4 Upcoming Events
United Kingdom4 Events
- Apr 21 2021Apr212021Find ticketsWed 19:00The Castle & Falcon - BirminghamSmoke FairiesOn partner site
- Apr 23 2021Apr232021Find ticketsFri 20:00King Tuts Wah Wah Hut - GlasgowSmoke FairiesOn partner site
- Apr 26 2021Apr262021Find ticketsMon 19:30Southampton Joiners - SouthamptonSmoke FairiesOn partner site
- Apr 27 2021Apr272021Tue 19:30Lafayette - LondonSmoke FairiesOn partner siteFind tickets Lafayette - LondonSmoke FairiesApr 27 202119:30Find ticketsOn partner site
About Smoke Fairies
Smoke Fairies’ outstanding new album, the eponymously titled Smoke Fairies, shows the band in top form, combining their classic approach whilst exploring new forms of musical expression – but it is an album that they nearly didn’t make. There was a moment after the release of Smoke Fairies’ last album (Blood Speaks, 2012) when Jessica Davies turned to musical partner Katherine Blamire and told her she was no longer sure whether Smoke Fairies should continue.
In the six years since Smoke Fairies first entered a recording studio, they have made two critically acclaimed albums, supported on tours with Bryan Ferry, Richard Hawley and Laura Marling, and had a single released on Jack White’s Third Man Records; but for all the perceived glamour of a musical career, they were still sharing a house in Peckham and waiting for something to happen while they worked temp jobs around London.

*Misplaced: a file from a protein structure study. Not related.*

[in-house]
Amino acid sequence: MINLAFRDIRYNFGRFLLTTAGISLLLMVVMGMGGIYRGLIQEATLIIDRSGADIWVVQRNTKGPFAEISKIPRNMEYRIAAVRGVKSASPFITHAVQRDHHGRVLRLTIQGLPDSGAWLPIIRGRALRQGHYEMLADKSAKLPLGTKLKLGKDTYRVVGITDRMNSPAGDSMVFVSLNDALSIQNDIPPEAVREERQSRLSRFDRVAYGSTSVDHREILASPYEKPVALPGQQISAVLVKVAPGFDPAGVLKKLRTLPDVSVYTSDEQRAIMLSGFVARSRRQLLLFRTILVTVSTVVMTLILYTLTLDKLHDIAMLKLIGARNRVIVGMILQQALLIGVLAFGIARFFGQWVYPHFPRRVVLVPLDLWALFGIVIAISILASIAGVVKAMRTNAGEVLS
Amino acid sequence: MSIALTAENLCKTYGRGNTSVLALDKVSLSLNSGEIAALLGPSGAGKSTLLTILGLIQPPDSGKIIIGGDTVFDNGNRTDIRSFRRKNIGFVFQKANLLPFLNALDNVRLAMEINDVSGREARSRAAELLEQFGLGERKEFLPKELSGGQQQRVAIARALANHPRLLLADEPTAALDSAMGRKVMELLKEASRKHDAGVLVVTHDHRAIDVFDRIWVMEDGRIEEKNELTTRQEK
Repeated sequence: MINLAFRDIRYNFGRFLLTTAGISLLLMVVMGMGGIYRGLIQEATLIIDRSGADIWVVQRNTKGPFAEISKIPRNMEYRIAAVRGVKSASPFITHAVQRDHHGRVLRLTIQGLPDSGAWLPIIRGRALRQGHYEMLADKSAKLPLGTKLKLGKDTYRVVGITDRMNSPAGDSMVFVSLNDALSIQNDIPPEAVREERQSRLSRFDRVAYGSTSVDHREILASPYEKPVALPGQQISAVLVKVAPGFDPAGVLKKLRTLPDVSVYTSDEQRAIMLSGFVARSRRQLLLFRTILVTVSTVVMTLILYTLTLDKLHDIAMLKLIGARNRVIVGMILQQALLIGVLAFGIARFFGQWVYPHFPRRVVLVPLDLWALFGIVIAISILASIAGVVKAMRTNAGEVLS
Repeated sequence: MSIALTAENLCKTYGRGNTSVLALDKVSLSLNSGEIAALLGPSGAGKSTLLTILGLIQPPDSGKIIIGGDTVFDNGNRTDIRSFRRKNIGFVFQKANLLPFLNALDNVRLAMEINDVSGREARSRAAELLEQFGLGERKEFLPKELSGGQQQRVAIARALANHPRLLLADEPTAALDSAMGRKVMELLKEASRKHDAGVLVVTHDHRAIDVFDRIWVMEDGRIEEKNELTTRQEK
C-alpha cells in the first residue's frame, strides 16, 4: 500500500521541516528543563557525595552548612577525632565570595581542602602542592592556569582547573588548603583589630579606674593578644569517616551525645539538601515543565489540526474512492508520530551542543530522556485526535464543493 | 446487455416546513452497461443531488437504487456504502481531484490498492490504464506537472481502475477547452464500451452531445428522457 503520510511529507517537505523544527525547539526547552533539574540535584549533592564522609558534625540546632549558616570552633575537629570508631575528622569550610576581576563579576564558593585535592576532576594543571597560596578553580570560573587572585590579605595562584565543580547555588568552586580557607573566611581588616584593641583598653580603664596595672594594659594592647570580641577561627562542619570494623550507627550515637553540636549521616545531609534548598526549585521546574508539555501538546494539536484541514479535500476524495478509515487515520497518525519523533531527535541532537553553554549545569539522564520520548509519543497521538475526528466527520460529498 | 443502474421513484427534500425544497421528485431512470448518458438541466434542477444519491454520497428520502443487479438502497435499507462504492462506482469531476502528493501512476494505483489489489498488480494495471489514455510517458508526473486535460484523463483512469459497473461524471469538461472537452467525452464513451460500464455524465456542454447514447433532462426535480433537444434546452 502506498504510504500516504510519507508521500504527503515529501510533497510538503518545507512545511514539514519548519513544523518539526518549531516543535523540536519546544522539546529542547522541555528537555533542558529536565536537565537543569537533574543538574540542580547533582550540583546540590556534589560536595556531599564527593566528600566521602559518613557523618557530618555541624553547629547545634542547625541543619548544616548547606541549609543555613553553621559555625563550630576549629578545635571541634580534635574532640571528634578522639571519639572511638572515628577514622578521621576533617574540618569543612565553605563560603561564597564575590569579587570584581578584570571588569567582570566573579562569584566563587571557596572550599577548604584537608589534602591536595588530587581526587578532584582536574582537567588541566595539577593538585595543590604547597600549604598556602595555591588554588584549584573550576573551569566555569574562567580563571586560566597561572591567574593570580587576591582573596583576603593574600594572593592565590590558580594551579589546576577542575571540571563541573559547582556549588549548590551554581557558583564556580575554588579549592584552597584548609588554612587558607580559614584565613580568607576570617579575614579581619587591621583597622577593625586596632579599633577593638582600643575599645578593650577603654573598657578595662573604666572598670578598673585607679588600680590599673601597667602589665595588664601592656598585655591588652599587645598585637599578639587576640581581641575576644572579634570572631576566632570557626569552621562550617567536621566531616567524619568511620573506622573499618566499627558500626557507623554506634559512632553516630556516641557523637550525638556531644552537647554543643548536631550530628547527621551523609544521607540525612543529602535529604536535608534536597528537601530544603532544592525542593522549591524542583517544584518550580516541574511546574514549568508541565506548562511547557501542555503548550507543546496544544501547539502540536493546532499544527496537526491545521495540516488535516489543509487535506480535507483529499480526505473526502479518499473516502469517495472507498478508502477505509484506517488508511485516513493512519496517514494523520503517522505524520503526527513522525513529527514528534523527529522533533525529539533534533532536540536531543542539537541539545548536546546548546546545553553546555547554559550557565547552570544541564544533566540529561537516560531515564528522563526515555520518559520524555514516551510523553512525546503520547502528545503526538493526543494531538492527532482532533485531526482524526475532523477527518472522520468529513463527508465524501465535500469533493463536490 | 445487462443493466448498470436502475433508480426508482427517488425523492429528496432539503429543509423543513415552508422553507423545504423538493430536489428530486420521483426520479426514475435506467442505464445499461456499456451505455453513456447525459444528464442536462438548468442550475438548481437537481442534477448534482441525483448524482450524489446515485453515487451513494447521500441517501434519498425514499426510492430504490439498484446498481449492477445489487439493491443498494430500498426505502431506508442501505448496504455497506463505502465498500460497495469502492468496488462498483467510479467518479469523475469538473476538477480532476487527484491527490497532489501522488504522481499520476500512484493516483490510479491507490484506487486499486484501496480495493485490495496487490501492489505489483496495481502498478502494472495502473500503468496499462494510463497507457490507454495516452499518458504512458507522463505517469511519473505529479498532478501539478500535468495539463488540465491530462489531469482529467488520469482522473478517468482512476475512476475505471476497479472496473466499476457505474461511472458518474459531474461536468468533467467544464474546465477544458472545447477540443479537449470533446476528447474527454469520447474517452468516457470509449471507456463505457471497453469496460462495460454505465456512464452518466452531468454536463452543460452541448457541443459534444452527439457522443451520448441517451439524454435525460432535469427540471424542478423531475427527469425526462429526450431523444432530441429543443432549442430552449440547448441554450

In 2013 Blamire and Davies took themselves to a remote recording studio in Kent with producer Kristofer Harris. It was there that they set about crafting their latest album, Smoke Fairies, calling on their bandmates and old touring friends such as drummer Andy Newmark (Sly and the Family Stone, Roxy Music, John Lennon) to help out.
The result is a remarkable set of songs, notable not only for their strength and robustness, but also a sense of experimentation. The sheer liberation Blamire and Davies felt at using synths for the first time is evident in tracks such as the irresistible “Your Own Silent Movie” and the beautifully compelling “Drinks and Dancing”. Davies and Blamire’s sublime voices still stand to the fore, and tracks like “Want It Forever” are lined with a deliciously bluesy skuzzy-ness. This may not be the sort of album you ever expected Smoke Fairies to make, but it is an extraordinary record - bracing, sensual and defiant - and one that promises an exciting musical future.